The Case for Unit Tests

Introduction

I’ve written a lot of posts on how to unit test, break dependencies, mocking objects, creating fakes, dependency injection and IOC containers.  I am a huge advocate of writing unit tests.  Unit tests are not the solution to everything, but they do solve a large number of problems that occur in software that is not unit tested.  In this post, I’m going to build a case for unit testing.

Purpose of Unit Tests

First, I’m going to assume that the person reading this post is not sold on the idea of unit tests.  So let me start by defining what a unit test is and what is not a unit test.  Then I’ll move on to defining the process of unit testing and how unit tests can save developers a lot of time.

A unit test is a tiny, simple test on a method or logic element in your software.  The goal is to create a test for each logical purpose that your code performs.  For a given “feature” you might have a hundred unit tests (more or less, depending on how complex the feature is).  For a method, you could have one, a dozen or hundreds of unit tests.  You’ll need to make sure you can cover different cases that can occur for the inputs to your methods and test for the appropriate outputs.  Here’s a list of what you should unit test:

  • Fence-post inputs.
  • Obtain full code coverage.
  • Nullable inputs.
  • Zero or empty string inputs.
  • Illegal inputs.
  • Representative set of legal inputs.

Let me explain what all of this means.  Fence-post inputs are dependent on the input data type.  If you are expecting an integer, what happens when you input a zero?  What about the maximum possible integer (int.MaxValue)?  What about minimum integer (int.MinValue)?

Obtain full coverage means that you want to make sure you hit all the code that is inside your “if” statements as well as the “else” portion.  Here’s an example of a method:

public class MyClass
{
    public int MyMethod(int input1)
    {
        if (input1 == 0)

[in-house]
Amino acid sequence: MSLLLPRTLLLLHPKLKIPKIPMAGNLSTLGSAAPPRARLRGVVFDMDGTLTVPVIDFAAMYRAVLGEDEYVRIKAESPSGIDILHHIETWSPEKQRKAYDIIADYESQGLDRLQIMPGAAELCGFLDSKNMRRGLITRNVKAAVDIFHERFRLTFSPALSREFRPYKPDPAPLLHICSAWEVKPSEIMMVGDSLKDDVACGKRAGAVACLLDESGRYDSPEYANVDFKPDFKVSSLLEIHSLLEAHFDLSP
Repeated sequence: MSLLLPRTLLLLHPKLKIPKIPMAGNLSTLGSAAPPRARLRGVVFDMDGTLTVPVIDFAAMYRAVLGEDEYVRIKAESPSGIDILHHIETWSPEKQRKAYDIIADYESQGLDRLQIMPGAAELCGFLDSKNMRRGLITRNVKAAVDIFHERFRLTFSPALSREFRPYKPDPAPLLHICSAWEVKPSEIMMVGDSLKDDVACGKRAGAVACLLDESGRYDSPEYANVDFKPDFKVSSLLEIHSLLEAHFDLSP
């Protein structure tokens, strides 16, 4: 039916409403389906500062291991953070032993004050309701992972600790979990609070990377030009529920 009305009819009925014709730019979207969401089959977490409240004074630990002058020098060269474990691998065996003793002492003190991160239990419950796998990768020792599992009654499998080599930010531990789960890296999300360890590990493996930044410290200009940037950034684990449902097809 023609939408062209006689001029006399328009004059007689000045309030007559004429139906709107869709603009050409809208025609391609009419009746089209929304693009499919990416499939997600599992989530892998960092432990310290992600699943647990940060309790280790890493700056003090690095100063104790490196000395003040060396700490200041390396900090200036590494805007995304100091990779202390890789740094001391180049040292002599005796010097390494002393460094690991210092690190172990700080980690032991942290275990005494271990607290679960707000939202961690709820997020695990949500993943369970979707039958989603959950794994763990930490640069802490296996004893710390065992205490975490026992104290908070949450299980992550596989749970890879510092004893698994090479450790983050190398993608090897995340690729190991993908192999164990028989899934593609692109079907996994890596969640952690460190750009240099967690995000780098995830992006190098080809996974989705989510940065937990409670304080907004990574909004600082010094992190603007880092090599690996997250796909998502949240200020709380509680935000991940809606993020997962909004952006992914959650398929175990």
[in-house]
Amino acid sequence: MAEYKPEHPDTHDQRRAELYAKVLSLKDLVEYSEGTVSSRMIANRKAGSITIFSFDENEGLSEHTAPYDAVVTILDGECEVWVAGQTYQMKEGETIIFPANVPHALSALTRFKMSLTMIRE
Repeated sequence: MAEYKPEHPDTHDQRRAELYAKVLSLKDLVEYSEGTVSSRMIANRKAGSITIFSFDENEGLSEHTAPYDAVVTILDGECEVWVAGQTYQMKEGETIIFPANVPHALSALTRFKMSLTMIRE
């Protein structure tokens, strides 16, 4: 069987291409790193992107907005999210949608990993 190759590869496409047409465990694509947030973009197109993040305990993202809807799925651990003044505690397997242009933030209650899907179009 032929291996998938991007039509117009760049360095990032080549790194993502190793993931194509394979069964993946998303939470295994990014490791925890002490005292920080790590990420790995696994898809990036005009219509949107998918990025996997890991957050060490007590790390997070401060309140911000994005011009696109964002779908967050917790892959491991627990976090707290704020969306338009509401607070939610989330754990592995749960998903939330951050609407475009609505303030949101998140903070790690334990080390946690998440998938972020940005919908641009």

{
            return 4;
        }
        else if (input1 > 0)
        {
            return 2;
        }
        return input1;
    }
}

How many unit tests would you need to cover all the code in this method?  You would need three:

  1. Test with input1 = 0, that will cover the code up to the “return 4;”
  2. Test with input = 1 or greater, that will cover the code to “return 2;”
  3. Test with input = -1 or less, that will cover the final “return input1;” line of code.

That will get you full coverage.  In addition to those three tests, you should account for min and max int values.  This is a trivial example, so min and max tests are overkill.  For larger code you might want to make sure that someone doesn’t break your code by changing the input data type.  Anyone changing the data type from int to something else would get failed unit tests that will indicate that they need to review the code changes they are performing and either fix the code or update the unit tests to provide coverage for the redefined input type.

Nullable data can be a real problem.  Many programmers don’t account for all null inputs.  If you are using an input type that can have null data, then you need to account for what will happen to your code when it receives that input type.

The number zero can have bad consequences.  If someone adds code and the input is in the denominator, then you’ll get a divide by zero error, and you should catch that problem before your code crashes.  Even if you are not performing a divide, you should probably test for zero, to protect a future programmer from adding code to divide and cause an error.  You don’t necessarily have to provide code in your method to handle zero.  The example above just returns the number 4.  But, if you setup a unit test with a zero for an input, and you know what to expect as your output, then that will suffice.  Any future programmer that adds a divide with that integer and doesn’t catch the zero will get a nasty surprise when they execute the unit tests.

If your method allows input data types like “string”, then you should check for illegal characters.  Does your method handle carriage returns?  Unprintable characters?  What about an empty string?  Strings can be null as well.

Don’t forget to test for your legal data.  The three tests in the previous example test for three different legal inputs.

Fixing Bugs

The process of creating unit tests should occur as you are creating objects.  In fact, you should constantly think in terms of how you’re going to unit test your object, before you start writing your object.  Creating software is a lot like a sausage factory and even I write objects before unit tests as well as the other way around.  I prefer to create an empty object and some proposed methods that I’ll be creating.  Just a small shell with maybe one or two methods that I want to start with.  Then I’ll think up unit tests that I’ll need ahead of time.  Then I add some code and that might trigger a thought for another unit test.  The unit tests go with the code that you are writing and it’s much easier to write the unit tests before or just after you create a small piece of code.  That’s because the code you just created is fresh in your mind and you know what it’s supposed to do.